In our last blog post about women and substance abuse, we discussed the narrowing gender gap in drug use among our youth. The years when addiction was more prominent, more worrisome, in men, have now vanished. Today, the rate of substance dependence among young women has become nearly equivalent to that of young men.
As more young women are initiating drug abuse, it seems more psychological disorders are coming to surface. The co-existence of mental illness and addiction is not uncommon. It is estimated that up to 80 percent of young women suffering from addiction are also afflicted with a mental health disorder.
When multiple disorders occur in an individual, simultaneously or sequentially, they are called co-occurring disorders or dual diagnoses. These terms are frequent in women’s addiction treatment centers, as substance abuse and mental illness often go hand-in-hand.
We already know that addiction is a complex disease of the brain. Because of the chemical changes that occur with drug use, substance use disorders are also considered mental health disorders. It is no wonder, then, why drugs and mental illness are so closely linked. The drug-induced changes that occur in an addicted brain often disrupt the same areas that would house other mental illnesses, too, such as depression or schizophrenia. For this reason, it has been found that a mental health disorder can increase the likelihood of developing a substance use disorder, and vice versa.
Today, co-occurring mental and substance use disorders are most commonly diagnosed in women. According to the National Comorbidity Study, 86 percent of women diagnosed with alcohol dependence have co-occurring disorders. If your daughter, wife, girlfriend, or close friend is struggling with a substance abuse problem, there is a great likelihood that she is battling something deeper, as well.
The fact is, when it comes down substance abuse, men and women have very different reasons for drug use, very different symptoms, and very distinctive coping mechanisms. While most men with substance use disorders have difficulty with work or day-to-day functioning, women with substance use disorders struggle particularly with emotional problems. For this reason, women battling addiction are more likely to have mental disorders such as depression, anxiety, psychosis, post-traumatic stress disorder, as well as low self-esteem. Consequently, they are also more prone to self-harm and eating disorders than men.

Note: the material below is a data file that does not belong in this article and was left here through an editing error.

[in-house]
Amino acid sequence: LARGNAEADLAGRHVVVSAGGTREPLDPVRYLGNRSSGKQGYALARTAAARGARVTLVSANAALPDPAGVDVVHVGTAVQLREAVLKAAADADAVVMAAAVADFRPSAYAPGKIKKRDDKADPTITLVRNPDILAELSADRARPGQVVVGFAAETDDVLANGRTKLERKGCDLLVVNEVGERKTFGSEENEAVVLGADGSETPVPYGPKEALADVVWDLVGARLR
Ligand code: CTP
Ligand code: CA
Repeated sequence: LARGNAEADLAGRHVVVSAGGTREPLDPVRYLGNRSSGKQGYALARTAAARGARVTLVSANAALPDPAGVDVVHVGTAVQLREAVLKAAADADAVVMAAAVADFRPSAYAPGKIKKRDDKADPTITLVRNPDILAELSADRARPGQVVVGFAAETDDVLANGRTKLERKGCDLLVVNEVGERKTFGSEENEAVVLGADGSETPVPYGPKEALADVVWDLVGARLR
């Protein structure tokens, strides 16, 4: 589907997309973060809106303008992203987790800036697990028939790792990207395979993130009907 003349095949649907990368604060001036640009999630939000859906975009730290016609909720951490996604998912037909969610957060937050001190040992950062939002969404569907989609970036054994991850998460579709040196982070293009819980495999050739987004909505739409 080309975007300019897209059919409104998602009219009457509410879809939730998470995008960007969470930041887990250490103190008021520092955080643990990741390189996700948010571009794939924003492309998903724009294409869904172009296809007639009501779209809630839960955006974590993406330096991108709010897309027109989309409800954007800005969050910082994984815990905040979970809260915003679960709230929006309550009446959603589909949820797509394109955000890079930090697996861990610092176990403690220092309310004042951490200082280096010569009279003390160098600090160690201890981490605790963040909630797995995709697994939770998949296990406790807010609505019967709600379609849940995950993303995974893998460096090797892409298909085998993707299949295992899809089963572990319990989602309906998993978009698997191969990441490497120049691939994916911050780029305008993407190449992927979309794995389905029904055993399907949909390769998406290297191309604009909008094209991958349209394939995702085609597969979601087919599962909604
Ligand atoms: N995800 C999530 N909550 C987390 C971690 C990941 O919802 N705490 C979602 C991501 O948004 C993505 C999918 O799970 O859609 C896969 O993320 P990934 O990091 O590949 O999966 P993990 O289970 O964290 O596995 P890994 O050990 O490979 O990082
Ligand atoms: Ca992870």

To get a fuller picture, let’s consider some of the most common co-occurring disorders among women:
- Major Depressive Disorders: About twice as many women as men experience depression at some point in their lives. If your loved one is expressing ongoing feelings of sadness and hopelessness, or losing interest in the things she once loved, she may be depressed.
- Anxiety Disorders: An estimated 40 million Americans struggle with an anxiety disorder. Anxiety disorders can range from panic disorders to phobias to obsessive compulsive disorder. Women are about 60 percent more likely to possess an anxiety disorder than their male counterparts. If your loved one is experiencing obsessive thoughts, irrational fears, or panic attacks, seek help.
- Mood Disorders: Mood disorders are psychological disorders that can be exhibited in the form of depression, self-harm, and bi-polarity. Research has shown that women are about 50 percent more likely to be diagnosed with mild, moderate, or severe mood disorders than men.
- Eating Disorders: Young women are particularly susceptible to low self-esteem and problems with their body image. This leads many girls and young adults to eating disorders such as bulimia and anorexia. According to the National Eating Disorders Association, approximately 20 million women and 10 million men suffer from a clinically significant eating disorder.
- Post-Traumatic Stress Disorder (PTSD): Traumatic events such as abuse or a death can lead to PTSD. Traumatic experiences can also lead individuals to a state of depression, or to self-medicate through drugs and alcohol. Studies have shown that 55 to 99 percent of women in drug treatment report a history of trauma. For this reason, the most reputable rehab programs today use a trauma-informed addiction treatment approach.
The cause and extent of co-occurring disorders will vary person to person. Many mental disorders play a chief role in the initiation of substance use, as women often use drugs or alcohol to self-medicate or escape from their own reality. Sometimes, however, substance use can stir or unearth psychiatric disorders. Oftentimes, there is no saying which one came first.
No matter the case, co-occurring disorders are dangerous if left unaddressed. Unattended mental health problems can, in time, severely exacerbate a woman's self-image and create emotional instability or damaged relationships in her life. Not only this, but it will increase her resistance to treatment as well as her risk for relapse.
If someone you love is suffering addiction, a mental health disorder, or both, it is crucial to address her symptoms and get professional help. Treating co-occurring disorders immediately gives young women a better chance of achieving a lasting recovery. Put her on the path to recovery today. Call Turnbridge at 877-581-1793 to learn about our dual diagnosis treatment for women.